Another Face of Mexico: The Rancho Tour from San Miguel de Allende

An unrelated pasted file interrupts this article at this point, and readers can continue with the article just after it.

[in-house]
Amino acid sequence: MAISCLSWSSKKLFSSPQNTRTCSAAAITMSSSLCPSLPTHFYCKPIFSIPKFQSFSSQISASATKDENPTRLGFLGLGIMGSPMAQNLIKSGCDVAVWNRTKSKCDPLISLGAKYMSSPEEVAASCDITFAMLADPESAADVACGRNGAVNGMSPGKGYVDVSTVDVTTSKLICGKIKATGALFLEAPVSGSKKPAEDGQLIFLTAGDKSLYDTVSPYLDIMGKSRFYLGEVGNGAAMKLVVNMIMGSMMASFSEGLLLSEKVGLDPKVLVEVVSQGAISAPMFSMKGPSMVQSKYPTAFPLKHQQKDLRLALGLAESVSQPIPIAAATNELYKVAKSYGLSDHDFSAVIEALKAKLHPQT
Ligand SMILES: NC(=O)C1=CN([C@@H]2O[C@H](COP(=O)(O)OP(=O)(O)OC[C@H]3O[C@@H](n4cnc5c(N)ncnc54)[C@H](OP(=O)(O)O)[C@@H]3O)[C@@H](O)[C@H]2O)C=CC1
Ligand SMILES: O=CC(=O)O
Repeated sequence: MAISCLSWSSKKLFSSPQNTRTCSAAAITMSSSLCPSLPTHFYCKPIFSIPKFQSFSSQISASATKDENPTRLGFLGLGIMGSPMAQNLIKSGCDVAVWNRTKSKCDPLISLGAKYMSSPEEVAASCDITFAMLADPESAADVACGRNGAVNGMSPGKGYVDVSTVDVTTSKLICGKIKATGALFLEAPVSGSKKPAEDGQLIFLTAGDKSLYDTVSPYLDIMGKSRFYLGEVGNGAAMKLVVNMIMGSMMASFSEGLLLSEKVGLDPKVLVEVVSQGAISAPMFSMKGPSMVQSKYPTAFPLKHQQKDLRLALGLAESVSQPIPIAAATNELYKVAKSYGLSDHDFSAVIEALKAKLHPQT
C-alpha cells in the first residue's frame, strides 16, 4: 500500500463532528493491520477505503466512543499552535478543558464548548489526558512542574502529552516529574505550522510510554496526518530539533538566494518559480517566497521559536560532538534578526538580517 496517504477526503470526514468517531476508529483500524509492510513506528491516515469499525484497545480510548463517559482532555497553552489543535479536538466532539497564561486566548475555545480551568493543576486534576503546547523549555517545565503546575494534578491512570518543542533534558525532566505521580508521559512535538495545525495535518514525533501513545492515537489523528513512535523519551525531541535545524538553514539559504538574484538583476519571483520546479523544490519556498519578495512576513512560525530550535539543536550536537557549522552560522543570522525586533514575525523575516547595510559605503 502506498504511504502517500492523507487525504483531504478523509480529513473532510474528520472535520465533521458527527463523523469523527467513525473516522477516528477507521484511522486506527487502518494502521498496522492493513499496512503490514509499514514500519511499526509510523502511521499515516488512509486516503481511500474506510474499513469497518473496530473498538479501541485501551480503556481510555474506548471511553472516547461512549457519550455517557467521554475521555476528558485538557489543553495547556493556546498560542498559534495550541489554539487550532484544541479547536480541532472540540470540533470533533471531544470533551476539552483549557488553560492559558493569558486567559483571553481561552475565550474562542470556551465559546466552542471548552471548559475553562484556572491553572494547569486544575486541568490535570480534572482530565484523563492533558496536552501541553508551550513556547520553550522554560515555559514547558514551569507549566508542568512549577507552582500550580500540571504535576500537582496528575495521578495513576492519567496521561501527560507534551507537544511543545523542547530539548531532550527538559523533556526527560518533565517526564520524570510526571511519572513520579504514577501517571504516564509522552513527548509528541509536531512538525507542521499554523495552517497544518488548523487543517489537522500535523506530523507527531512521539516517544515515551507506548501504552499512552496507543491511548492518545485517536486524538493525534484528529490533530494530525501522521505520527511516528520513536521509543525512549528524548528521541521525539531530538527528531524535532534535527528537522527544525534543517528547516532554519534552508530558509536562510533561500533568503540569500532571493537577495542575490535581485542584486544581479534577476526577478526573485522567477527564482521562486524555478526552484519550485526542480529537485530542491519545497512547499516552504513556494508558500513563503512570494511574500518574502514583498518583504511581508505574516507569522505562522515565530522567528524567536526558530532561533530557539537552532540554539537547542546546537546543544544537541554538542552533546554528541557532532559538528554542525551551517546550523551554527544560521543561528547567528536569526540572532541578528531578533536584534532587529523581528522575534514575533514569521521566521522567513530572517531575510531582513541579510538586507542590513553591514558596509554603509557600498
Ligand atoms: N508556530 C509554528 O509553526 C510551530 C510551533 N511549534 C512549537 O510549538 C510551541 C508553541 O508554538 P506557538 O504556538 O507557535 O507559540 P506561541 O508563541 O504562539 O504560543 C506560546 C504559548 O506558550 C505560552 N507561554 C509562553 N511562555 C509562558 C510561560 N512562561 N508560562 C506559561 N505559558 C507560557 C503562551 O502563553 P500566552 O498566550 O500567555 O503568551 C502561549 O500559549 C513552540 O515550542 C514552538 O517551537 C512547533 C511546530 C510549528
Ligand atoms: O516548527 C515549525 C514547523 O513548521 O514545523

Half of Mexico does not live in the cities and towns most tourists visit. They live in the small pueblos and ranchos that dot the countryside, the "campo." They are subsistence farmers, ranchers, fishermen and artisans, the descendants of the indigenous people who were here before Cortés and his “Conquest.” And most tourists never get to meet them or see much of their traditional way of life. But in San Miguel de Allende you can do that easily with The Rancho Tour to Agustín Gonzalez, a rancho community about 20 minutes outside this UNESCO-recognized colonial city. The people here are direct descendants of the Otomí people who built the Cañada de la Virgen pyramid just a couple of miles away some 900 years ago. The half-day tour includes visits to four local homes. You learn how they use traditional "milpas" planting methods to grow three crops of corn, beans and squash in the same field. You see how they harvest and dry the corn, shuck and parch it, then grind it in a "metate," just as their ancestors have done for centuries. You can even try your hand at it yourself! Then watch them form it into tortillas and gorditas to be cooked on a "comal" over a mesquite fire. Then you get to eat them, with lots of traditional fillings! And man, are they good! The tour also visits a stone carver, who crafts beautiful small figures from the local indigenous cantera stone. Then we meet a village elder and learn how to speak a few words of Otomí. You also meet several of Las Rancheritas, members of a women’s co-operative who make and sell hand-hooked rugs/tapestries to raise the standard of living of their families and their community. The Rancho Tour is an experience of another face of Mexico, one few tourists ever see… or feel or taste, unique and wonderful.